PLI data was not capable of providing specific in-depth information that could be derived from animal-based tract-tracing studies. For example, such studies showed that, after synapsing with individual spinal neurons, the primary afferents transmitted information to the ascending systems in both uncrossed and crossed fashion. In 1989, the primate spinothalamic pathways were investigated by injection of 2% wheat germ agglutinin-conjugated horseradish peroxidase in the thalamus. Using this technique, 17% of the retrogradely-labeled spinothalamic tract cells were found to have an ipsilateral projection (Apkarian and Hodge, 1989). The same study showed that a dorsolateral spinothalamic tract exists in Old World monkeys, next to the ventrolateral spinothalamic tract containing the anterior and lateral spinothalamic tract. The dorsolateral spinothalamic tract mainly comprised crossing axons that originate from dorsal horn layer I, whereas the ventral spinothalamic tract comprised crossing axons originating from multiple laminae (Apkarian and Hodge, 1989).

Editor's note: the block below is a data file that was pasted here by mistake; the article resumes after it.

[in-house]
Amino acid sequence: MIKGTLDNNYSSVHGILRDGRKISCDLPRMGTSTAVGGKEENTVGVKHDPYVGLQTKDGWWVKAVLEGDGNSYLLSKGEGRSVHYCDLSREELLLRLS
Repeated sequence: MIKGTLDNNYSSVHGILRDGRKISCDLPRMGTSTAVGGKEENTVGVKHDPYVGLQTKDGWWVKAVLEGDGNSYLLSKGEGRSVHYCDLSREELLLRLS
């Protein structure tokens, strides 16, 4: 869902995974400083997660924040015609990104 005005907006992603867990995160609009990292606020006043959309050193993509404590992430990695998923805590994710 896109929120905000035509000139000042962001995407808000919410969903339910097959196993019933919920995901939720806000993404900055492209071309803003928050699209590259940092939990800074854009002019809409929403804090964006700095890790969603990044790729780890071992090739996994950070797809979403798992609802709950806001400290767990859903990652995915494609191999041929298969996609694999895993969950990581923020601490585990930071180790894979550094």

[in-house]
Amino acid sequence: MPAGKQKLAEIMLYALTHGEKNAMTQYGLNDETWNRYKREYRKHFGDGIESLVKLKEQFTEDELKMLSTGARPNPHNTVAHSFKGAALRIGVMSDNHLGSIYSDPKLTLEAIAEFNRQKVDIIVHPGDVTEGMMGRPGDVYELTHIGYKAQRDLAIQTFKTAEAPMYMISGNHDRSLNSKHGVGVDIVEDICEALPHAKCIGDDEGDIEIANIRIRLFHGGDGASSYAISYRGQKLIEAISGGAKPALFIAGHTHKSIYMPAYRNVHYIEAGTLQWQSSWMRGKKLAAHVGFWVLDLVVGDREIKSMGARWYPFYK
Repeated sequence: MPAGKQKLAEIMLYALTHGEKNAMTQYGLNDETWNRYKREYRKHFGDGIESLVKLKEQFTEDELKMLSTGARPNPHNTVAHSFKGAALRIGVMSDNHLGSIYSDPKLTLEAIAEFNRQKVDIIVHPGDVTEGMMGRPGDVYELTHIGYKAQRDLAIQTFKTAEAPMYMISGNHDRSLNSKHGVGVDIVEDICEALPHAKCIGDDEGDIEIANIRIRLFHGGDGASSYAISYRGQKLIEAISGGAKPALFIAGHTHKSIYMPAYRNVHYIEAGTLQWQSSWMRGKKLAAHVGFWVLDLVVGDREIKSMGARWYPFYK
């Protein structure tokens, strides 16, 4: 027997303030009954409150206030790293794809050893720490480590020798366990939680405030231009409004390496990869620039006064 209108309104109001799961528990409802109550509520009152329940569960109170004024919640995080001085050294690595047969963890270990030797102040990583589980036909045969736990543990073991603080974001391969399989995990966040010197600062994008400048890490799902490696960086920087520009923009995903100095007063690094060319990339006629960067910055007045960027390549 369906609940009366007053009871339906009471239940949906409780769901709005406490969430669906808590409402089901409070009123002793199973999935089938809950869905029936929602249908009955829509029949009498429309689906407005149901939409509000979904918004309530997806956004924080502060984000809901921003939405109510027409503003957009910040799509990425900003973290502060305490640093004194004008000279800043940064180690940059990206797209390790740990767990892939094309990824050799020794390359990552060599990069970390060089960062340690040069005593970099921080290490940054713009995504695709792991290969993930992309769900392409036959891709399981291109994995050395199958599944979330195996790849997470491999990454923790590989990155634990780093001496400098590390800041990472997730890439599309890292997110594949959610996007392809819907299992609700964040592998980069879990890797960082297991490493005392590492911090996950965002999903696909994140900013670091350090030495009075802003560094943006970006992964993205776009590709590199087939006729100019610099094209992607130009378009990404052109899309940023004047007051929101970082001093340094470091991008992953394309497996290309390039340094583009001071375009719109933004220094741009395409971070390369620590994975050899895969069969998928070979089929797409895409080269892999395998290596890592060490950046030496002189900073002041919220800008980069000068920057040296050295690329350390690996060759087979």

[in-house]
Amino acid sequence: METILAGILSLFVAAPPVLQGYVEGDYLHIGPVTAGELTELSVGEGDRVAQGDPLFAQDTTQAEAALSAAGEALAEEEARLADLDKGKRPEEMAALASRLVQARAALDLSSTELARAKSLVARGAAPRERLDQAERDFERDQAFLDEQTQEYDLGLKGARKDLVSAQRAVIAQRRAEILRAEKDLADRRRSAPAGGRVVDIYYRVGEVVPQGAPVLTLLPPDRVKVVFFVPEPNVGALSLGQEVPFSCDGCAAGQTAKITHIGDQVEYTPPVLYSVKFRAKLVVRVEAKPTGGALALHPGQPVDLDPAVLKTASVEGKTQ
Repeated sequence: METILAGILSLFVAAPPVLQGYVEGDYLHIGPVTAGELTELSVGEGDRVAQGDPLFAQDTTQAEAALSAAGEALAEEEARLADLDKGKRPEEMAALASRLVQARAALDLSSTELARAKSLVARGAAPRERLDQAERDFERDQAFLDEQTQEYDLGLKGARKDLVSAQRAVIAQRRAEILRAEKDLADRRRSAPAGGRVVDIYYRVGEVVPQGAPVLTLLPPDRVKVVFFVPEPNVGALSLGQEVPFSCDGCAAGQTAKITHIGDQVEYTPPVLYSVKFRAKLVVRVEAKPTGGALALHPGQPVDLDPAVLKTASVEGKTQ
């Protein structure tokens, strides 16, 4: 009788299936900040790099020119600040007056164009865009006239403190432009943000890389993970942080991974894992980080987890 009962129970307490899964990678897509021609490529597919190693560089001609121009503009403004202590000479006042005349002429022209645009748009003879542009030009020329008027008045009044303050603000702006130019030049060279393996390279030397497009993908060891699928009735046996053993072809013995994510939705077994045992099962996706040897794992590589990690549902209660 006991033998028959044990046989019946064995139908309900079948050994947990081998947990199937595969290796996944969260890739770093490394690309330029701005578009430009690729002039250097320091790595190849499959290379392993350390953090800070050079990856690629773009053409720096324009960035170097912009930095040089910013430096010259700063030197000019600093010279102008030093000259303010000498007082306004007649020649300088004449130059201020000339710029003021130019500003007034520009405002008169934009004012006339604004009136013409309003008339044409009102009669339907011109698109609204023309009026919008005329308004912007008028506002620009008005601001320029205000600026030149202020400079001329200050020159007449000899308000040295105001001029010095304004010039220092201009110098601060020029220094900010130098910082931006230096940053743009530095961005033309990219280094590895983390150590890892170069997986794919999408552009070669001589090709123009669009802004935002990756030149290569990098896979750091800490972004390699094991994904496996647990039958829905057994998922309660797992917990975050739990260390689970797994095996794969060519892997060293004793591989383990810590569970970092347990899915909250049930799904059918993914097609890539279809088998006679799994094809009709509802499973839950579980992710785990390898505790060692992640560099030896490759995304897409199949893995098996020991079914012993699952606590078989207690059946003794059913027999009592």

Clinically, the median fiber orientation measurements of this study offer insights into potential value for future DREZ-lesioning therapy. Post-operative complications of DREZ-lesioning are common, including poor outcomes arising from over-lesioning or under-lesioning (Spaić et al., 2002; Chen and Tu, 2006; Xiang et al., 2008; Chun et al., 2011; Haninec et al., 2014). Adverse event associated with under-lesioning includes ineffective pain relief (Rawlings et al., 1989), whereas over-lesioning can lead to paralysis or dysesthesia of more caudal segments of the human body, due to the destruction of adjacent anatomical pathways in the spinal cord, including the dorsal spinocerebellar, lateral corticospinal and rubrospinal tracts and the dorsal fasciculus (Rawlings et al., 1989). The occurrence of sensory-, motor- and genito-sphincterian deficits as over-lesioning complications depends on a variety of factors (Rawlings et al., 1989; Burchiel and Sindou, 2011), including the operative procedure, the chosen insertion angle, and the chronic pain condition, which corresponds with the level at which DREZ lesioning is carried out (Rawlings et al., 1989; Burchiel and Sindou, 2011). To minimize the risk of complications, the appropriately sized lesion and the correct angle are of vital importance. The first studies on DREZ-lesioning reported an insertion angle of 25° with regard to the PMS (Nashold and Ostdahl, 1979; Rawlings et al., 1989). However, later studies reported insertion angles of up to 40° (Xiang et al., 2008). None of these studies, however, investigated the orientation of fibers as demonstrated here by the PLI data. The aforementioned studies performed linear measurements between two points (e.g., the angle between the PMS and the dorsal roots), which was reproduced here on the 11.7 Tesla structural MR data. The angular measurements of the 11.7 Tesla MR data presented here, closely resembled the angles reported in the literature (Xiang et al., 2008). The median fiber orientation results presented here imply that an insertion angle of approximately 25° should be recommended for neurosurgeons that perform DREZ-lesioning in patients that suffer from neuropathic pain with non-pathological spinal cords (i.e., phantom limb pain).